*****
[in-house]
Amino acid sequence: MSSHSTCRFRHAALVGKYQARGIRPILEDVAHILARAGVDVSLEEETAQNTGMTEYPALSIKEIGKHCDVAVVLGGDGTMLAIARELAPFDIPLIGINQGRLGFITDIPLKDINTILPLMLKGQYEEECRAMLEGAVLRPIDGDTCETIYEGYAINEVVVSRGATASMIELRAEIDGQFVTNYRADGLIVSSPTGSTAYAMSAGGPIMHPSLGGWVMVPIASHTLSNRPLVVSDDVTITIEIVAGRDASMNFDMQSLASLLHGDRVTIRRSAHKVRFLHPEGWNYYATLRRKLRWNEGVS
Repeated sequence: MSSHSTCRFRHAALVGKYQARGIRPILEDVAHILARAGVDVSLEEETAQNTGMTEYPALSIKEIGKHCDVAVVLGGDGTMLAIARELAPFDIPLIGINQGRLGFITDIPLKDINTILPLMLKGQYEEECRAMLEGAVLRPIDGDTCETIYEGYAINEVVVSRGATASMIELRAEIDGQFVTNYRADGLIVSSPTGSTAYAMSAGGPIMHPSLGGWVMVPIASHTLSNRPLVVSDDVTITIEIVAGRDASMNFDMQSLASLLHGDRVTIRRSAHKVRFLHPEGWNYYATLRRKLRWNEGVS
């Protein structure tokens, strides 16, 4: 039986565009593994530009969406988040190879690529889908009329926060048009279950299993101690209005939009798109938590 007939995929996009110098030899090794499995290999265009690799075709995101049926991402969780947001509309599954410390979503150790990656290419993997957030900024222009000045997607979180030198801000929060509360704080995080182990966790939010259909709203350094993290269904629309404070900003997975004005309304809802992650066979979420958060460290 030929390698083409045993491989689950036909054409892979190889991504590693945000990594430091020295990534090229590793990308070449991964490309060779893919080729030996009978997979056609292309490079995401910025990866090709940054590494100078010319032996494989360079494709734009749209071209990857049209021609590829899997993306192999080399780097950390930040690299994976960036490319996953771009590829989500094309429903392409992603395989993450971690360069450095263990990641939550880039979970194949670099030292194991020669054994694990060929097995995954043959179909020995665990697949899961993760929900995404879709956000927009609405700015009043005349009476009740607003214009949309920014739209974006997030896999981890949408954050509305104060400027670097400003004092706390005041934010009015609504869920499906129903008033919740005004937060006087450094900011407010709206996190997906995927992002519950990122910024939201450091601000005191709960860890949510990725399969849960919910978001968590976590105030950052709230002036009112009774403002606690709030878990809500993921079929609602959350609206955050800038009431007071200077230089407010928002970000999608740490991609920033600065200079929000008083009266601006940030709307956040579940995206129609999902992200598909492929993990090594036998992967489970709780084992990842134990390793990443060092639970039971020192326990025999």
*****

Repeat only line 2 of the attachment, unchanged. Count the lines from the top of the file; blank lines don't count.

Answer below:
Amino acid sequence: MSSHSTCRFRHAALVGKYQARGIRPILEDVAHILARAGVDVSLEEETAQNTGMTEYPALSIKEIGKHCDVAVVLGGDGTMLAIARELAPFDIPLIGINQGRLGFITDIPLKDINTILPLMLKGQYEEECRAMLEGAVLRPIDGDTCETIYEGYAINEVVVSRGATASMIELRAEIDGQFVTNYRADGLIVSSPTGSTAYAMSAGGPIMHPSLGGWVMVPIASHTLSNRPLVVSDDVTITIEIVAGRDASMNFDMQSLASLLHGDRVTIRRSAHKVRFLHPEGWNYYATLRRKLRWNEGVS